Reverse Mortgages

The Rabbi

1000 Post Club
I have become facinated by the Reverse Mortgage business. Anyone doing anything? I would be interested in a good mail house. Any positive input is appreciated.
I worked for a financial services company for the past 10 months that did mostly reverse mortgages. The owners (2 partners) did about 250-300 deals over the past 3 years.

They mainly did dinner seminars and were very successful. All of a sudden the market started to get saturated by companies and people were going to 2 and 3 seminars just for the food. Thens banks started going heavy into it and the market, in my opinion, has become saturated.

There business went cold over the winter (they held back on spending on marketing...big mistake) and now they are struggling. I got my walking papers a week ago. I was picking up the spill over from the smeinars.

I got my insurance license (again) last fall and started on MA's with their clients.

Overall I think there is money to be made (they made a few mistakes this winter and their set up is a bit different). But be prepared to spend to make money. Also beware of many bogus lead and appointment companies out there.

The biggest player, in terms of banks processing loans, is Financial Freedom. The have over 50% of the market and they are struggling mightly to keep up. They are a mess at processing the loans so it becomes a nightmare trying to get deals through. Vertical Lend is another good size player and they're processing is equally as bad if not worse.

With the forward market in the toilet many are trying to jump in the reverse business. Not a pretty picture. Banks are taking it over. Wells Fargo has become a big player.

Hope this helps.
And that's only from the sales side. Very rarely do they make sense for the client.

That's right I forgot. You used to sell RM's until you realized they were rarely any good for anyone.

I'm sure the 72 year olds with a $95,000 mortgage on their $190,000 home who got $115,00 to pay off the mortgage, fix it up and pay off some back taxes hated it.

I'm not sure what they are going to do with the $900 a month extra they'll have but I'm sure they'll figure out something.

Without the RM they were screwed and lived a miserable life. Instead they just thanked me over and over.

I could rattle off 5 more without even trying but what's the use.

You have been in the RM business and know all about it right?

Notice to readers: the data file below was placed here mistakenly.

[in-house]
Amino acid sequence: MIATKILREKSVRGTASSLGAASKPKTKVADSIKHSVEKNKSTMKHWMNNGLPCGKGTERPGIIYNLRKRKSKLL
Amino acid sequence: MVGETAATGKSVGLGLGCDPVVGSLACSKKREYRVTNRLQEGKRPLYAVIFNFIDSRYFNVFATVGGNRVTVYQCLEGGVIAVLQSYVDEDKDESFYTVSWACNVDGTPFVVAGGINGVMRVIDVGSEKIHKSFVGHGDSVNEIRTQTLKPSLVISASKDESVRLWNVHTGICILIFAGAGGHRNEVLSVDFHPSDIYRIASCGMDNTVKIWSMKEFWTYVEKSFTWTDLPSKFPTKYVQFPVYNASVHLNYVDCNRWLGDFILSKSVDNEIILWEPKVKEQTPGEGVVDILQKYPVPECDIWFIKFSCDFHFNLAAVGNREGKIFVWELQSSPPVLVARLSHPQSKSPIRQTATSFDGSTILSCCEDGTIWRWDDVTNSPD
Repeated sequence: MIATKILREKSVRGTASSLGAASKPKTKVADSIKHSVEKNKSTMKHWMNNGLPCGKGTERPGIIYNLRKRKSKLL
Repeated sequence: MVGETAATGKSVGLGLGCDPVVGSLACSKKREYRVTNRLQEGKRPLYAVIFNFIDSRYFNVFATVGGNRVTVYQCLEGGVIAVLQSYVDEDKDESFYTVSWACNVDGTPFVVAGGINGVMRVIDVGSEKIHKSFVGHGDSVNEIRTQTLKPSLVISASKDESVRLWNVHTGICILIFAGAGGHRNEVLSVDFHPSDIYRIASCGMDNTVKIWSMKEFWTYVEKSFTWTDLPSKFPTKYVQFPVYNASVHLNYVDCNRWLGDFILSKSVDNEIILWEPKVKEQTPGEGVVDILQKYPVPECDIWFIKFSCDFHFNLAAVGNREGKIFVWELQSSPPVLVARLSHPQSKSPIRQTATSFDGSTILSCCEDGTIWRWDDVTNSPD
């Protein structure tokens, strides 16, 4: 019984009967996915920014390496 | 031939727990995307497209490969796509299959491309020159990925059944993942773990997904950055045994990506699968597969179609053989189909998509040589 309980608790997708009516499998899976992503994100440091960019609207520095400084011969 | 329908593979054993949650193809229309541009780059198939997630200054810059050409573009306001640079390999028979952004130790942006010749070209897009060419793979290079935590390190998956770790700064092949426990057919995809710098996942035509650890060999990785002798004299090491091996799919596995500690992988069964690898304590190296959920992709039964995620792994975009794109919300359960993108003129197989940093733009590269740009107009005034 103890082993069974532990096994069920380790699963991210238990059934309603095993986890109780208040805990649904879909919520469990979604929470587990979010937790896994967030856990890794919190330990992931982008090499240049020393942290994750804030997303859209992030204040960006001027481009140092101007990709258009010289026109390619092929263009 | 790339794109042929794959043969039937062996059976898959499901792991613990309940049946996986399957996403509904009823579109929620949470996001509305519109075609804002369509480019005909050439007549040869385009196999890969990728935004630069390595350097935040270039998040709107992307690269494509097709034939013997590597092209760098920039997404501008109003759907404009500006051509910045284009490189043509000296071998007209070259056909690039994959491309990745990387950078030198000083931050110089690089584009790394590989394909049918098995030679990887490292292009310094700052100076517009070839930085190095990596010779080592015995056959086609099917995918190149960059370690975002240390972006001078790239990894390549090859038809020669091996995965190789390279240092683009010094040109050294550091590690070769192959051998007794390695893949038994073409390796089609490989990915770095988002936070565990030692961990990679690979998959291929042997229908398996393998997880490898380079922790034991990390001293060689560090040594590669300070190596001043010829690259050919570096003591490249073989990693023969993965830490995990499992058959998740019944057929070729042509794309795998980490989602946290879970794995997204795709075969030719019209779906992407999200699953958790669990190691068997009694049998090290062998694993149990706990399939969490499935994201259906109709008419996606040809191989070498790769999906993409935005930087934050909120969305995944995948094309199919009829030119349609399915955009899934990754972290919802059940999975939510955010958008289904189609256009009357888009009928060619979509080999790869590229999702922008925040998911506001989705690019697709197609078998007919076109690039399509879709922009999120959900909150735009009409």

Maybe you didn't get my point. My point was you are flat out wrong.

There are many, many scenarios that a RM fits. The only time it rarely fits is when the senior has no need for the money.

You made such a strong statement I figured you must have been in the industry at one time. bad.
To get back to the original question about giving positive points on reverse mortgages, they work in situations where:

1) The person is running out of liquid assets and is faced with nursing home care (Medicaid) because they cannot afford in-home care. Since something like 87% of seniors in a poll said they would prefer staying at home rather than a nursing home, a RM frees up money for 24/7 in-home care.

2) As stated, when a senior has a mortgage, a RM not only pays out the existing debt, which frees up income, it may also provide additional income.

3) The person is at the point of having to be dependent on others. Most seniors want independence --they do not want to either borrow from their kids or end up living with their kids.

There are other situations. There are also many arguments on the other side. The larger point is this: reverse mortgages are not the animal some people push in seminars and in their bullet-point seminar invitations. RMs have to be carefully crafted to a person's needs and, more often then not (IMHO), a RM may not make sense. When they do make sense, they are a terrific option. I have to say that I do not run into many seniors that have a current mortgage. Most of the seniors I talk to that are fired up about RMs have recently been to seminars that push getting a RM to fund a life insurance purchase.

On a further positive note for The Rabbi, I was running an investment seminar last summer at a large restaurant and had about 30 people each at two meals. Someone else was running a seminar and had 160 people each. They showed me their invitation and it stressed reverse mortgages. They told me that is what brought in the crowd. I don't know whether that would hold a year later, but it was impressive at the time.